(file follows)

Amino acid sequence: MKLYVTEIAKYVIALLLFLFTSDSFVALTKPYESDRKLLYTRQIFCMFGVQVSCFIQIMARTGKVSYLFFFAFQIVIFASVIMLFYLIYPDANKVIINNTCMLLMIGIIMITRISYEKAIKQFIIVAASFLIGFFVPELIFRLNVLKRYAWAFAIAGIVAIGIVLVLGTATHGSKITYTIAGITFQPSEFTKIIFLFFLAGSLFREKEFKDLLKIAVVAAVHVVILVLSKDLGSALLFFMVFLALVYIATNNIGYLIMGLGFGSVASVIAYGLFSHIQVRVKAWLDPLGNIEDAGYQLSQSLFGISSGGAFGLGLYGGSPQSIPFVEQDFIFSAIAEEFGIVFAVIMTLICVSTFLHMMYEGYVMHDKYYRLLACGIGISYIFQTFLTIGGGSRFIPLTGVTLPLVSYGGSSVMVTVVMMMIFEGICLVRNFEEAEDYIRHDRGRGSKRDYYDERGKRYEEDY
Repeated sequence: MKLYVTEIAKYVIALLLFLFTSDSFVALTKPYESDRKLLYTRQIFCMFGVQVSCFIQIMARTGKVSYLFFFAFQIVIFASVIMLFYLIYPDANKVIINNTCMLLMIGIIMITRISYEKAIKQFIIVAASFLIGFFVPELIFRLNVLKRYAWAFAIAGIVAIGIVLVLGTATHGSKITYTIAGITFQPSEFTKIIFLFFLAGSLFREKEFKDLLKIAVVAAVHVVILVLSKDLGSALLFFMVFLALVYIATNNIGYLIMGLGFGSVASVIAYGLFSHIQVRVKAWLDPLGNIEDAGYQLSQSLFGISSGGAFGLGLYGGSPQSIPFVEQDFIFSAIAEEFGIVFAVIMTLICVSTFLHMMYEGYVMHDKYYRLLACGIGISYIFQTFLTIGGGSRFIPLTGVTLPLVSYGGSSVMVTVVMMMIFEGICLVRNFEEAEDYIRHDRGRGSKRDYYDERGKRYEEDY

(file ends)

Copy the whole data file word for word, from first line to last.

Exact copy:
Amino acid sequence: MKLYVTEIAKYVIALLLFLFTSDSFVALTKPYESDRKLLYTRQIFCMFGVQVSCFIQIMARTGKVSYLFFFAFQIVIFASVIMLFYLIYPDANKVIINNTCMLLMIGIIMITRISYEKAIKQFIIVAASFLIGFFVPELIFRLNVLKRYAWAFAIAGIVAIGIVLVLGTATHGSKITYTIAGITFQPSEFTKIIFLFFLAGSLFREKEFKDLLKIAVVAAVHVVILVLSKDLGSALLFFMVFLALVYIATNNIGYLIMGLGFGSVASVIAYGLFSHIQVRVKAWLDPLGNIEDAGYQLSQSLFGISSGGAFGLGLYGGSPQSIPFVEQDFIFSAIAEEFGIVFAVIMTLICVSTFLHMMYEGYVMHDKYYRLLACGIGISYIFQTFLTIGGGSRFIPLTGVTLPLVSYGGSSVMVTVVMMMIFEGICLVRNFEEAEDYIRHDRGRGSKRDYYDERGKRYEEDY
Repeated sequence: MKLYVTEIAKYVIALLLFLFTSDSFVALTKPYESDRKLLYTRQIFCMFGVQVSCFIQIMARTGKVSYLFFFAFQIVIFASVIMLFYLIYPDANKVIINNTCMLLMIGIIMITRISYEKAIKQFIIVAASFLIGFFVPELIFRLNVLKRYAWAFAIAGIVAIGIVLVLGTATHGSKITYTIAGITFQPSEFTKIIFLFFLAGSLFREKEFKDLLKIAVVAAVHVVILVLSKDLGSALLFFMVFLALVYIATNNIGYLIMGLGFGSVASVIAYGLFSHIQVRVKAWLDPLGNIEDAGYQLSQSLFGISSGGAFGLGLYGGSPQSIPFVEQDFIFSAIAEEFGIVFAVIMTLICVSTFLHMMYEGYVMHDKYYRLLACGIGISYIFQTFLTIGGGSRFIPLTGVTLPLVSYGGSSVMVTVVMMMIFEGICLVRNFEEAEDYIRHDRGRGSKRDYYDERGKRYEEDY